On the other hand, he wrote that in 1998, not the present day. Labour had come to power just the year before (where they would remain until just last year), and Krugman openly wonders “whether [they] can sustain” the turnaround…

PS, Once upon a time, a newly-elected Conservative government (under Thatcher) got off to a controversial start with a bracing dose of fiscal austerity. Plus ça change… That, of course, led inevitably to the utter disaster that was so clearly discernible by 1998… oh, wait…

12 Veridical Driver December 19, 2011 at 1:38 pm

He still was producing propaganda, even back then. For example, he talks about the “market failure” of British consumers demanding bad food, but completely ignores the rent-seeking, regulatory capture, and other means of government control used by producers of bad food to maintain their oligarchy for so long.

13 CBBB December 19, 2011 at 3:41 pm

The British just have no taste – don’t try to blame this on government regulation.

14 Tom T. December 19, 2011 at 7:43 am

The popularity of street food, particularly serving organ meats and shellfish, would seem to indicate a “high-trust” society.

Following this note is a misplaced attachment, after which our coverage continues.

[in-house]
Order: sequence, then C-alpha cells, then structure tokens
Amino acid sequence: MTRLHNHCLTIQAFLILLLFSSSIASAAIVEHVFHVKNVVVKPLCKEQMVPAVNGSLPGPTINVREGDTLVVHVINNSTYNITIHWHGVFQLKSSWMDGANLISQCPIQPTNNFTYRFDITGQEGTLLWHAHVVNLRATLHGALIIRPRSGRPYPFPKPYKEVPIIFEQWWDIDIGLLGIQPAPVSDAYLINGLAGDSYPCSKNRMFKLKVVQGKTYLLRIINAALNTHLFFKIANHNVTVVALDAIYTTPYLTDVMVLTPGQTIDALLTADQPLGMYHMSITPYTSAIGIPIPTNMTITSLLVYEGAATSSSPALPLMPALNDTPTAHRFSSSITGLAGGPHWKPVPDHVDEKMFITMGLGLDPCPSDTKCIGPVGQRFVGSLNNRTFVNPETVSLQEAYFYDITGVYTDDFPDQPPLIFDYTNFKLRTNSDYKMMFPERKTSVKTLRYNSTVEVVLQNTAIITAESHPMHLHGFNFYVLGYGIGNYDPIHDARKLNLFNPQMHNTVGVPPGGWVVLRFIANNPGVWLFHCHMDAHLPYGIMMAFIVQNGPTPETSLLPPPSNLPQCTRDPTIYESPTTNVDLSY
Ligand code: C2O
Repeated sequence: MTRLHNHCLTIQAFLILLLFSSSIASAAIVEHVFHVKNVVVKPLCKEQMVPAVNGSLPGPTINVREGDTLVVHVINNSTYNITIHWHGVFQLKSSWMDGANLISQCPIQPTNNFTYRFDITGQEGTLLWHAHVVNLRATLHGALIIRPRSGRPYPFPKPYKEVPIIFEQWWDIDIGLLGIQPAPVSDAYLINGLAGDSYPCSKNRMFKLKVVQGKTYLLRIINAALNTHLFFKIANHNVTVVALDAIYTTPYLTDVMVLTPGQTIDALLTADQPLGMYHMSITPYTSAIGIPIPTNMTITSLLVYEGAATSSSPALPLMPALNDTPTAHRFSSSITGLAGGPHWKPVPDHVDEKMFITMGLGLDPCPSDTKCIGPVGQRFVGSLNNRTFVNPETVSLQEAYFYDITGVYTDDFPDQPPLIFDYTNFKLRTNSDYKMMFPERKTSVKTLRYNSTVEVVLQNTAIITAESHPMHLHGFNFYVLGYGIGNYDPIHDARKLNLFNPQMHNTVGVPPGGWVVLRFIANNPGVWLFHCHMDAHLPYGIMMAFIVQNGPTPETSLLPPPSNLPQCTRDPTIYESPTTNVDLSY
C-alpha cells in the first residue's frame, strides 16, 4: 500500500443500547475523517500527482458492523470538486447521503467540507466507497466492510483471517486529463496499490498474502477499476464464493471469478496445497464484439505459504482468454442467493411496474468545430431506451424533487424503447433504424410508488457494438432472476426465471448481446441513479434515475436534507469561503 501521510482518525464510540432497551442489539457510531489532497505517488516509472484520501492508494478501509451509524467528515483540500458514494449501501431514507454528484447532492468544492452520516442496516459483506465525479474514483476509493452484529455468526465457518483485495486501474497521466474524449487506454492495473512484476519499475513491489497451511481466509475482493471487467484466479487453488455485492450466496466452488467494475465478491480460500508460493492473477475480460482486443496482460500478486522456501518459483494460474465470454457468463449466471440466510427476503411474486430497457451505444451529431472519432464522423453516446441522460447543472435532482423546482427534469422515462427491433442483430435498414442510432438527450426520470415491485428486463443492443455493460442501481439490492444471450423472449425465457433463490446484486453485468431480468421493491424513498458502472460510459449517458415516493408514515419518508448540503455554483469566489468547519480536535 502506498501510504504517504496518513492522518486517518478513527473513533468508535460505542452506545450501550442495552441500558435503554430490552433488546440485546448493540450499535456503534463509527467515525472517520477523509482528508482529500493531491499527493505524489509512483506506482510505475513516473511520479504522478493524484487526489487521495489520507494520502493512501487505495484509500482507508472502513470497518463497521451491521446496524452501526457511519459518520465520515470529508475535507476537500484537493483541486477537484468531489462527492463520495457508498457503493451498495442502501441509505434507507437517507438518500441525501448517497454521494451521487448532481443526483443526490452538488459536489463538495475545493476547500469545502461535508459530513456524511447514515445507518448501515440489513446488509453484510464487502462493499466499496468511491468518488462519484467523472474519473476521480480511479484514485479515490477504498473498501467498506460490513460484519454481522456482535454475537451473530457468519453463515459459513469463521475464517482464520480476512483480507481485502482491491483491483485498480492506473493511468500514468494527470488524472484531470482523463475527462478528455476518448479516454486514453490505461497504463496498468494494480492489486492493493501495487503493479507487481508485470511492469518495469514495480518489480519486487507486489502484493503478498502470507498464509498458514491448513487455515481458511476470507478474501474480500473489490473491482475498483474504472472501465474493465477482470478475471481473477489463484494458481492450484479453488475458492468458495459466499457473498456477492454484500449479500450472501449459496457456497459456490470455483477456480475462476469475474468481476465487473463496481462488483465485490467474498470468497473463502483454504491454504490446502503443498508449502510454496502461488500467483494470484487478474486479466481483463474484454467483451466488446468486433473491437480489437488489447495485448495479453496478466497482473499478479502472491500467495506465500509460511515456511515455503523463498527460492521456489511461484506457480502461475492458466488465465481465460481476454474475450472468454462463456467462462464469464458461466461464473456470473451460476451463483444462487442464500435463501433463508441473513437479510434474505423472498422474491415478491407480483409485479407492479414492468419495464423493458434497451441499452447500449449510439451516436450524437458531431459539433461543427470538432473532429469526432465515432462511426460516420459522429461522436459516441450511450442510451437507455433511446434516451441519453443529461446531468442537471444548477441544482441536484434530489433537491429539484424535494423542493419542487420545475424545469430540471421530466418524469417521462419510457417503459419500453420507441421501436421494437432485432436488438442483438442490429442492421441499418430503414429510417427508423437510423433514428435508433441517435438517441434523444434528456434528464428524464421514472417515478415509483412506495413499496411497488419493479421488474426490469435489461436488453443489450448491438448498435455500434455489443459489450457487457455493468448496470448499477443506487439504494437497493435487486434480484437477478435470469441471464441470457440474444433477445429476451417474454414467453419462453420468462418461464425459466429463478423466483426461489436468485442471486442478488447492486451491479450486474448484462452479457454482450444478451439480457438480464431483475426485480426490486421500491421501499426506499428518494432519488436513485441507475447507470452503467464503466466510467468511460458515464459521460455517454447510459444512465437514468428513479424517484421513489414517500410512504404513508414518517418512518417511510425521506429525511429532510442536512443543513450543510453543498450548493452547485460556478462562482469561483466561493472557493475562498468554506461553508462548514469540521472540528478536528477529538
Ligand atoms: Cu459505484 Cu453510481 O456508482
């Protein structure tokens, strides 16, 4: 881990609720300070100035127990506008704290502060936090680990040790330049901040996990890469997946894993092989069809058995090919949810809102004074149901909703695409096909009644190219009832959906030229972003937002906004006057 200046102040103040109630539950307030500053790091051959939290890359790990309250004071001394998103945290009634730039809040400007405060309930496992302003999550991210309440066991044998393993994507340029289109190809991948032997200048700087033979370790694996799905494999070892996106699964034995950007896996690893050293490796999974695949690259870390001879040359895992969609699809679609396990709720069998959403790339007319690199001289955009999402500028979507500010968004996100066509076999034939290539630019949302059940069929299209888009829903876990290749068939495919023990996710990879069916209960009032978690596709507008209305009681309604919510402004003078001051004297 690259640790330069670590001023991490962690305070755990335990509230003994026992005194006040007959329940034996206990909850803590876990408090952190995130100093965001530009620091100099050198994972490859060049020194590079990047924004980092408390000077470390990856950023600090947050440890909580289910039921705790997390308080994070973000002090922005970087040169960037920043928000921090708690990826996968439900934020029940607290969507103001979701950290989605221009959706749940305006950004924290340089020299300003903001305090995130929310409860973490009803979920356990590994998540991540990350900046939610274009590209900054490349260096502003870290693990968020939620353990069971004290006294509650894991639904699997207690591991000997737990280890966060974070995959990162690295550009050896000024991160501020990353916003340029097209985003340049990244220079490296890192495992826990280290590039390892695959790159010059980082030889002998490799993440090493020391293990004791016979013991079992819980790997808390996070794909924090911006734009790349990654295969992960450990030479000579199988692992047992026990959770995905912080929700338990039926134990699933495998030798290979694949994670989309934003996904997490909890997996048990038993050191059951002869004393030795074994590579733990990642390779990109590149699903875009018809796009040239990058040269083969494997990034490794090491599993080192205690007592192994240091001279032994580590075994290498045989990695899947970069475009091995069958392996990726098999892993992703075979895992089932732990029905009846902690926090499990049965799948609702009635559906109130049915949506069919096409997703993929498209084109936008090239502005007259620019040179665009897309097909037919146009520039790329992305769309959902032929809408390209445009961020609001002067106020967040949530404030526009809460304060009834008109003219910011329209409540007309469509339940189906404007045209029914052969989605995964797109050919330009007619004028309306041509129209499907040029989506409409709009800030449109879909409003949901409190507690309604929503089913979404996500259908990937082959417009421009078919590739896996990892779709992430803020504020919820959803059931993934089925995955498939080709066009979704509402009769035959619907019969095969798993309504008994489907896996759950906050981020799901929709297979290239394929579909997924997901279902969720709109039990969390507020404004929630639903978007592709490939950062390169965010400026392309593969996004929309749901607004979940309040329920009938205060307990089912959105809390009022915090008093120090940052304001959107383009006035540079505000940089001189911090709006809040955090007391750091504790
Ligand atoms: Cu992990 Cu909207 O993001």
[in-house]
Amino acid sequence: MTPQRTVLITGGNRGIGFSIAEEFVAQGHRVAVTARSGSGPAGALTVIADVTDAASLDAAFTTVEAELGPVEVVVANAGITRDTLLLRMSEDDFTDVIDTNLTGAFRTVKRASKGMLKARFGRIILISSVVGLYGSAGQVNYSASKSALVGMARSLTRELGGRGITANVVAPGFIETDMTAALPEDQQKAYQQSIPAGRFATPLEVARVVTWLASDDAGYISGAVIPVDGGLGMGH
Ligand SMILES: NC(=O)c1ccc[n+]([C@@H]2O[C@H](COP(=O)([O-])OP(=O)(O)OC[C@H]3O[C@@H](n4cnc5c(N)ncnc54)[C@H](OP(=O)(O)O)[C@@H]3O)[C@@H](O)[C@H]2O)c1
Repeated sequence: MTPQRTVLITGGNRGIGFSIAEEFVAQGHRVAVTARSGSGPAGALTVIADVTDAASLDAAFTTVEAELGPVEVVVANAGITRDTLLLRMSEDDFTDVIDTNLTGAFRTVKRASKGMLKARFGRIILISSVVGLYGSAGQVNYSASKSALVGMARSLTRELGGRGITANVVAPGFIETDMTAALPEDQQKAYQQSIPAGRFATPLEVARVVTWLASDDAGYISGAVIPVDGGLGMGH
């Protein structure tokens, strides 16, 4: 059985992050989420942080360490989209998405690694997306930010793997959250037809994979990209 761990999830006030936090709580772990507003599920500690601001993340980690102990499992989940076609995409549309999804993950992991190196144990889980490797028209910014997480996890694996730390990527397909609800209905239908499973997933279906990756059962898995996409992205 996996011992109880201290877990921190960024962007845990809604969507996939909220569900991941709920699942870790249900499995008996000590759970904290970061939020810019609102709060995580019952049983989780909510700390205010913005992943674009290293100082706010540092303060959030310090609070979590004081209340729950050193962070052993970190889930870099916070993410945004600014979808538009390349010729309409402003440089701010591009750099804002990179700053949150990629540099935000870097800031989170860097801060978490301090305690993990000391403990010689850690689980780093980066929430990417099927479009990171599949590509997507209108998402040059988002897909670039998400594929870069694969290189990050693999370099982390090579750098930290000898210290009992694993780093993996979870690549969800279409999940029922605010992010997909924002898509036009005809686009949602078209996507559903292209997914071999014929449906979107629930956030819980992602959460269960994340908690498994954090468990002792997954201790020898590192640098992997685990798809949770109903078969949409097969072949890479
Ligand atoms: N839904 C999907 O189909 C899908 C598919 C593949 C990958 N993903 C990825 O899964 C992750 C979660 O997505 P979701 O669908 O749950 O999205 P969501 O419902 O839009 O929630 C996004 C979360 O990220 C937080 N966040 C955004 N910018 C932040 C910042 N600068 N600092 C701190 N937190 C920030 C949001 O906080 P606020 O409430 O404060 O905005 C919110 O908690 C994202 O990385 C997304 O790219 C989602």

15 Rahul December 19, 2011 at 8:43 am

Krugman says:
But why did the [British] food stay so bad after refrigerated railroad cars and ships, frozen foods (better than canned, anyway), and eventually air-freight deliveries of fresh fish and vegetables had become available?

Do fish and veggies actually fly much even today, except for the most elite circumstances? I doubt it.

16 Phil December 19, 2011 at 9:02 am

What did the food stands call penis? They must have had a euphemistic meat word for it.

17 dearieme December 19, 2011 at 10:48 am

uinspotted dick

18 Stephen Boisvert December 19, 2011 at 9:34 am

People seem to making the typical mistake of confusing London for England. I can assure you that the restaurant options outside of London and its commutable surroundings are quite dismal. Not quite call ahead for fresh cooked pasta dismal but still pretty awful for just about everything except Indian and Thai food. Then there is the soggy horror that is English bread…

On the plus side, living in the UK for seven years has made me a better cook.

19 Tracy W December 19, 2011 at 10:33 am